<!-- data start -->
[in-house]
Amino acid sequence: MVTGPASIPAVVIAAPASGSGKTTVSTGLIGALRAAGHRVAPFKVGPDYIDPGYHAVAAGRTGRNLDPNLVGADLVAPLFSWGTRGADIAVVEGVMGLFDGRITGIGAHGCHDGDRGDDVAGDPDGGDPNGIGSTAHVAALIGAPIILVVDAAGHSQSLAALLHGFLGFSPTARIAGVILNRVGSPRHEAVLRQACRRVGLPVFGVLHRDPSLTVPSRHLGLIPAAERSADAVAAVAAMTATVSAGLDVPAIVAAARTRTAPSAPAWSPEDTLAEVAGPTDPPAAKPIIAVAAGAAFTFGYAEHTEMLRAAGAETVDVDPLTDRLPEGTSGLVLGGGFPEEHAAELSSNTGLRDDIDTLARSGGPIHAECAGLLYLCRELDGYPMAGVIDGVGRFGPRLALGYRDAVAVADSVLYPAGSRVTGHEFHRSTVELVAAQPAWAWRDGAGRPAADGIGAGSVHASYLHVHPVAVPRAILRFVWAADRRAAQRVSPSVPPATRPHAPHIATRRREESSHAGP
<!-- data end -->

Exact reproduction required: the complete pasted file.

[in-house]
Amino acid sequence: MVTGPASIPAVVIAAPASGSGKTTVSTGLIGALRAAGHRVAPFKVGPDYIDPGYHAVAAGRTGRNLDPNLVGADLVAPLFSWGTRGADIAVVEGVMGLFDGRITGIGAHGCHDGDRGDDVAGDPDGGDPNGIGSTAHVAALIGAPIILVVDAAGHSQSLAALLHGFLGFSPTARIAGVILNRVGSPRHEAVLRQACRRVGLPVFGVLHRDPSLTVPSRHLGLIPAAERSADAVAAVAAMTATVSAGLDVPAIVAAARTRTAPSAPAWSPEDTLAEVAGPTDPPAAKPIIAVAAGAAFTFGYAEHTEMLRAAGAETVDVDPLTDRLPEGTSGLVLGGGFPEEHAAELSSNTGLRDDIDTLARSGGPIHAECAGLLYLCRELDGYPMAGVIDGVGRFGPRLALGYRDAVAVADSVLYPAGSRVTGHEFHRSTVELVAAQPAWAWRDGAGRPAADGIGAGSVHASYLHVHPVAVPRAILRFVWAADRRAAQRVSPSVPPATRPHAPHIATRRREESSHAGP